By Chris Barnett
SCIONS OF TWO San Francisco real estate dynasties are racing toward a costly collision on Valentine’s Day after seven months of legal jousting. The prize: the storefront on the prime northeast corner of Fillmore and Pine occupied for the last 10 years by Paolo Shoes.
The lease there is officially up on February 14 and the landlord, Webco Group LLC, wants to give the stylish handmade Italian shoe retailer the boot. The store owner claims his lease gives him an option to extend for another five years at today’s prevailing rental rate — which he is willing to pay even though a number hasn’t been put on the table. Webco insists the tenant didn’t exercise his lease option on time and in the proper manner.
The combatants are:
• Paolo Iantorno, 37, the tenant and sole owner of Paolo Shoes, who grew up in tony St. Francis Wood, graduated from prestigious St. Ignatius High School, a third generation member of an Italian family whose father, Sergio Iantorno, and grandfather, Clarence Dahlberg, run San Francisco–based companies that build custom homes throughout the Bay Area.
• Patrick Szeto, 39, the landlord’s representative, raised in San Francisco, and graduated from equally prestigious Sacred Heart Cathedral Prep, a second generation member of the large and powerful Szeto family, owners of Webco Group and American Realty & Construction Inc. led by Patrick’s father, Kwok Szeto, also known as Richard Szeto, with major commercial real estate holdings throughout the city, including 2000 Fillmore Street, home of the shoe store.
Another major player in the drama is Pamela Mendelsohn, a commercial real estate broker with the San Francisco office of Collier’s International. For years, she’s been the leasing queen of Fillmore Street, a confidante of landlords and tenants alike. Mendelsohn leased the Paolo Shoes space to Iantorno a decade ago. And in 2011, she brokered the sale of the entire classic 1928 Mediterranean Revival style building — which includes Paolo Shoes, the Grove restaurant next door, 15 apartments upstairs and parking downstairs — to Webco.
Among its other holdings, Webco also owns the six-acre, 300,000-square-foot parcel encompassing more than 200 commercial and residential units surrounding the Safeway store and bordered by Webster, Geary and Fillmore.
Some might question why Webco would want to displace a longtime tenant and Fillmore fixture willing to match the monthly rent any new tenant would pay. It is not as if Paolo Shoes is an eyesore. Two years ago, Iantorno says he poured $250,000 into a redesign of the store — and even hired a muralist in Italy for $12,000 and flew him to San Francisco to re-create the ceiling of the Sistine Chapel in his store.
But Webco’s not talking. Patrick Szeto was called seven times before he responded and then refused to be interviewed. Webco’s lawyer, David Chiappetta, a partner in the San Francisco office of Perkins Coie, an international law firm, also declined to discuss the beef, saying he needed his client’s approval to speak, then never called back.
Mendelsohn, who reportedly has been hired by Webco to locate a luxury goods tenant, also did not respond to nine calls.
Iantorno is convinced it’s all personal. He and Patrick Szeto are around the same age, both from privileged backgrounds, with families in different sectors of the same industry — real estate — and went to rival high schools. However, Iantorno also built an imported Italian handmade shoe importing and retailing business that he claims is the biggest venture of its kind in the U.S.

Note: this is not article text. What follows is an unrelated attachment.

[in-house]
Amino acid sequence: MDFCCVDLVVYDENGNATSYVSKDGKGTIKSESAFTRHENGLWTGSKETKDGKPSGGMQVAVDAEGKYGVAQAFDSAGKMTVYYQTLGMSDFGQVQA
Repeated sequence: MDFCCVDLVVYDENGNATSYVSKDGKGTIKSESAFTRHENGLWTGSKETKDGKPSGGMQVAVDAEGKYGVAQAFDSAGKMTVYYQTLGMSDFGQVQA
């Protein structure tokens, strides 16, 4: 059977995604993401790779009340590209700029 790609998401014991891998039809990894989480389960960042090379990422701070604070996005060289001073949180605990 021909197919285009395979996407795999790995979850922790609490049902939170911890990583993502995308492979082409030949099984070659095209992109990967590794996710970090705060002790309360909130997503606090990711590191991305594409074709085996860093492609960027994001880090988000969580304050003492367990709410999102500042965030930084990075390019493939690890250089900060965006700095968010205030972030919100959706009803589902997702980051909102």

“I think he’s jealous of my success,” claims Iantorno. “What else could it possibly be?”
Before he changed his name to Paolo, Paul Iantorno wanted to make movies. After high school, he moved to Los Angeles to study film at Loyola Marymount University, hoping to direct. In summers and on breaks, he came home and worked for Bulo Shoes in Hayes Valley, selling handcrafted Italian shoes. “The owner had a partner in Italy who owned several shoe factories,” Iantorno says. “I really fell in love with the whole handmade process — the art and the details of design that have been lost in mass-manufactured shoes.”
Within three years, he was practicing what he was pitching. He opened the first Paolo Shoes in 1999 in a former barbershop at 1971 Sutter Street near Fillmore known to Dirty Harry buffs as the site of a shoot-out in Clint Eastwood’s The Enforcer. His first sale was eight pairs of shoes to a man in his late 30s.
“It was exhilarating,” he recalls. “It was the Internet boom, there was a lot of money in San Francisco and people were spending on things like fashion-forward shoes handmade in Italy. I’d make 25 pairs of each style and color and then break the mold — to make them exclusive.”
With business booming, he opened a second store in Hayes Valley in 2002 and two years later went bigger time, taking over the 1,000-square-foot corner space at Fillmore and Pine where the quirky and beloved Brown Bag stationers had been ensconced for decades. Iantorno signed a 10-year lease with an option to renew for another five years with the building’s owners, William and Louise Osada. Rent was reasonable: $3 a square foot from 2004 to 2005, escalating to $4 per foot from 2005 to 2008, $4.50 a foot for the next three years and $5 a foot from 2011 to the end of the lease: Valentine’s Day 2014.